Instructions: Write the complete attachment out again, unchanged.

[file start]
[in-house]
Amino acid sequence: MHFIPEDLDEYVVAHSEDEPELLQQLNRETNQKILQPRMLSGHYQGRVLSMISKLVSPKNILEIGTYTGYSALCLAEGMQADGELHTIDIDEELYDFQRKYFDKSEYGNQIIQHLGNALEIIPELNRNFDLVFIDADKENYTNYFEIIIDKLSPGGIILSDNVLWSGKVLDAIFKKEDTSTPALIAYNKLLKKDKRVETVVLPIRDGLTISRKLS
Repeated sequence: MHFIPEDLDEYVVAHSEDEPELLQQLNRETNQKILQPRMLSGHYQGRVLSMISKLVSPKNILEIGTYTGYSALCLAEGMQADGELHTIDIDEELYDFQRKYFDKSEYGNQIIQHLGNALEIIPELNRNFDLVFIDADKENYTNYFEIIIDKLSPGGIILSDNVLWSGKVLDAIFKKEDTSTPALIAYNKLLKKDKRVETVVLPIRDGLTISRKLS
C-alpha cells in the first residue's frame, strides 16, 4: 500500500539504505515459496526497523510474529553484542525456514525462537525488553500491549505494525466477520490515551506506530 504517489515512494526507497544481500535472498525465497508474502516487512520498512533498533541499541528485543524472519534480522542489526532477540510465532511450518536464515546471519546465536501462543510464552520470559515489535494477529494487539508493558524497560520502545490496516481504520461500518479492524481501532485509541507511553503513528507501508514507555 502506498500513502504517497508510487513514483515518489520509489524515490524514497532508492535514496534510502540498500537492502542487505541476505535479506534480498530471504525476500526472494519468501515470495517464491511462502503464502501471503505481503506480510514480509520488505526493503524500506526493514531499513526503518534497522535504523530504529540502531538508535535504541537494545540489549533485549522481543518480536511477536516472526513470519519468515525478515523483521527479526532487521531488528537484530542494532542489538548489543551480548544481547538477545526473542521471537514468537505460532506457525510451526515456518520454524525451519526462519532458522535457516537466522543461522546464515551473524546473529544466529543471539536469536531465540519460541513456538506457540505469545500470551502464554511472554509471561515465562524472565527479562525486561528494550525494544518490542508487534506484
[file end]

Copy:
[in-house]
Amino acid sequence: MHFIPEDLDEYVVAHSEDEPELLQQLNRETNQKILQPRMLSGHYQGRVLSMISKLVSPKNILEIGTYTGYSALCLAEGMQADGELHTIDIDEELYDFQRKYFDKSEYGNQIIQHLGNALEIIPELNRNFDLVFIDADKENYTNYFEIIIDKLSPGGIILSDNVLWSGKVLDAIFKKEDTSTPALIAYNKLLKKDKRVETVVLPIRDGLTISRKLS
Repeated sequence: MHFIPEDLDEYVVAHSEDEPELLQQLNRETNQKILQPRMLSGHYQGRVLSMISKLVSPKNILEIGTYTGYSALCLAEGMQADGELHTIDIDEELYDFQRKYFDKSEYGNQIIQHLGNALEIIPELNRNFDLVFIDADKENYTNYFEIIIDKLSPGGIILSDNVLWSGKVLDAIFKKEDTSTPALIAYNKLLKKDKRVETVVLPIRDGLTISRKLS
C-alpha cells in the first residue's frame, strides 16, 4: 500500500539504505515459496526497523510474529553484542525456514525462537525488553500491549505494525466477520490515551506506530 504517489515512494526507497544481500535472498525465497508474502516487512520498512533498533541499541528485543524472519534480522542489526532477540510465532511450518536464515546471519546465536501462543510464552520470559515489535494477529494487539508493558524497560520502545490496516481504520461500518479492524481501532485509541507511553503513528507501508514507555 502506498500513502504517497508510487513514483515518489520509489524515490524514497532508492535514496534510502540498500537492502542487505541476505535479506534480498530471504525476500526472494519468501515470495517464491511462502503464502501471503505481503506480510514480509520488505526493503524500506526493514531499513526503518534497522535504523530504529540502531538508535535504541537494545540489549533485549522481543518480536511477536516472526513470519519468515525478515523483521527479526532487521531488528537484530542494532542489538548489543551480548544481547538477545526473542521471537514468537505460532506457525510451526515456518520454524525451519526462519532458522535457516537466522543461522546464515551473524546473529544466529543471539536469536531465540519460541513456538506457540505469545500470551502464554511472554509471561515465562524472565527479562525486561528494550525494544518490542508487534506484